France: wealthiest ask government for special tax on the super-rich

"When the public finances deficit and the prospects of a worsening state debt threaten the future of France and Europe and when the government is asking everybody for solidarity, it seems necessary for us to contribute."

-Quote from an open letter calling for a "special contribution" by France’s super-wealthy

This is a temporary tax proposal to demonstrate solidarity in tough times. It reminds me of the solidarity tax Germans paid to deal with their reunification. Of course, France is a socialist country. So you expect this kind of thing, right?

That is not the attitude in the United States except for by the ‘socialist’ Warren Buffett. In the US, regardless of whether one believes taxes should be lower or higher, a common attitude amongst the wealthy is that calls for taxes for the wealthy is ‘class warfare’ – soak the rich. Instead, discretionary spending and entitlements should be cut and taxes should not be raised – even temporarily – except when those taxes are on working Americans. In fact, raising taxes on the rich is a good reason to threaten to default on US financial obligations – what I call the Ecuador risk factor, a hallmark of Banana Republics. But, of course, the US is a capitalist country. So you expect this kind of thing, right?

Source: France’s richest say: Tax us more – BBC News

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  1. Once you start adding taxes on rich, it will trickle down on the middle class. The argument would go as follows: Even the wealthy is contributing more now than before, so it is time for everyone to pitch in.
    You can always say I am already paying my fair share, but that will not fly with politicians or the ruling class.

    • Nonsense. This French proposal is temporary. And, for the record I am against tax increases. I would rather have the deficit. But if you want to close the deficit immediately you must increase taxes. There is no way around it.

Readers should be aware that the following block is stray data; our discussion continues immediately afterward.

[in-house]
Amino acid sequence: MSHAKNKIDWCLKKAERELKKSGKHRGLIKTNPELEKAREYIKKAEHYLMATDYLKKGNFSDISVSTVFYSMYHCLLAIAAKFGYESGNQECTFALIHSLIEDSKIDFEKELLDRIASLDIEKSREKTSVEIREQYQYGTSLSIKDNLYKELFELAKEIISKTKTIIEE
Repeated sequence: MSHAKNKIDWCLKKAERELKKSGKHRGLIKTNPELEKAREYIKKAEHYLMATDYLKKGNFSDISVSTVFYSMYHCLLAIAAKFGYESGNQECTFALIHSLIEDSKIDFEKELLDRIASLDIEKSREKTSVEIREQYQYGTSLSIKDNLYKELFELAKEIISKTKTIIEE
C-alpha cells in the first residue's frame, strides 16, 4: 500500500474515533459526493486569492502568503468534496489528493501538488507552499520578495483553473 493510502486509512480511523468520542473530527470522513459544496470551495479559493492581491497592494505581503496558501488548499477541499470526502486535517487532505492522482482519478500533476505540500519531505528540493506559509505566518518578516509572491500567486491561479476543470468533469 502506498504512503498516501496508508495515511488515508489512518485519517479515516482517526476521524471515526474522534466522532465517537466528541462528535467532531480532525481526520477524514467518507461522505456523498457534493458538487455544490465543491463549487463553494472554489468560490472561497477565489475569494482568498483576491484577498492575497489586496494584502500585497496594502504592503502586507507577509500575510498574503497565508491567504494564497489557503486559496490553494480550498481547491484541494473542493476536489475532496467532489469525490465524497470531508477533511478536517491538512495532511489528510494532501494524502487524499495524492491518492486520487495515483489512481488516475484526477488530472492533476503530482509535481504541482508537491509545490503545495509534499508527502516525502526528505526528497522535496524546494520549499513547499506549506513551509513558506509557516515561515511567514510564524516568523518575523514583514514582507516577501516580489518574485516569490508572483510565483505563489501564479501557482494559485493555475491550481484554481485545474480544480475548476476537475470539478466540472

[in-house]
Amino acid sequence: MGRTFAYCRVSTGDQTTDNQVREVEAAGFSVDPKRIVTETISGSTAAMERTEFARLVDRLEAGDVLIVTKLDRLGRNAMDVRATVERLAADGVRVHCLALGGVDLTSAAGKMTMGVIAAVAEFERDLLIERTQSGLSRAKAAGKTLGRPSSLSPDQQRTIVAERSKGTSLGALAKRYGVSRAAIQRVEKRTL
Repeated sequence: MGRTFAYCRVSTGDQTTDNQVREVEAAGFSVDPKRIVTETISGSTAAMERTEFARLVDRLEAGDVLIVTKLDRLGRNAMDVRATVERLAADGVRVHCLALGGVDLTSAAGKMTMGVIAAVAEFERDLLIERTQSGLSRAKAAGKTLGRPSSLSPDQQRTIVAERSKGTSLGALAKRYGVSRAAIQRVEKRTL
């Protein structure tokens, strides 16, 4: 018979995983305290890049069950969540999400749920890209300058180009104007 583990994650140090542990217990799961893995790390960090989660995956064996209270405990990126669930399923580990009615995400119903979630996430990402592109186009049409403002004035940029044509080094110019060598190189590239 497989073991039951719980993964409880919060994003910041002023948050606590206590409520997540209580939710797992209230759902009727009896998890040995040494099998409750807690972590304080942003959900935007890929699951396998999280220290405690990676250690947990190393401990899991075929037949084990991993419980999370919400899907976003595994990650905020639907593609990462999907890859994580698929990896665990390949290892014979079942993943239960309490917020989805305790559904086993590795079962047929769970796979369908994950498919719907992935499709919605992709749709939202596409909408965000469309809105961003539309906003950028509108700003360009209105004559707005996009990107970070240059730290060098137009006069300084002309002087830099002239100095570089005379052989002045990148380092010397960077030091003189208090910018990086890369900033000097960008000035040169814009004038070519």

• Are we arguing for a one-time wealth tax? I think that is unconstitutional. Besides, I find it hard to believe that taxing super rich could bring deficit down to zero. At what rate could that happen? We can always run deficits so long as it is less than GDP growth to keep it sustainable.

  2. Hopefully in France this will actually happen. In is unlikely in the US as the idea was met with stiff opposition from Republicans!
    If only more of the ‘rich’ were like Buffett et al, this article explains why when it comes to Buffett, ‘money is his servant, not his master.’

  3. Jonas the Bold

    This is a token effort. If the rich throw a few coins at the mob, maybe the mob will let the rich pass to safety through the backdoor of blame.

    Pathetic. Ask Comrade Buufet.

  4. This mindset certainly does show a different way of looking at things compared to the aggressive capitalistic ways of Americans.

    Considering that tax rates on the wealthy are the lowest they have been in decades, I do not find it offensive when talking about taxing the rich at a rate the most Americans who pay taxes are taxed. Note we are talking about tax rates here, not overall taxes paid.

    It is not class warfare to tax individuals and companies who make extraordinary amounts of profit the same or more than individuals who are members of the middle class. After all it these wealthy people who have benefited the most from the productive capacity of the middle class and the safe harbor our peaceful nation has provided them allowing them to grow so rapidly.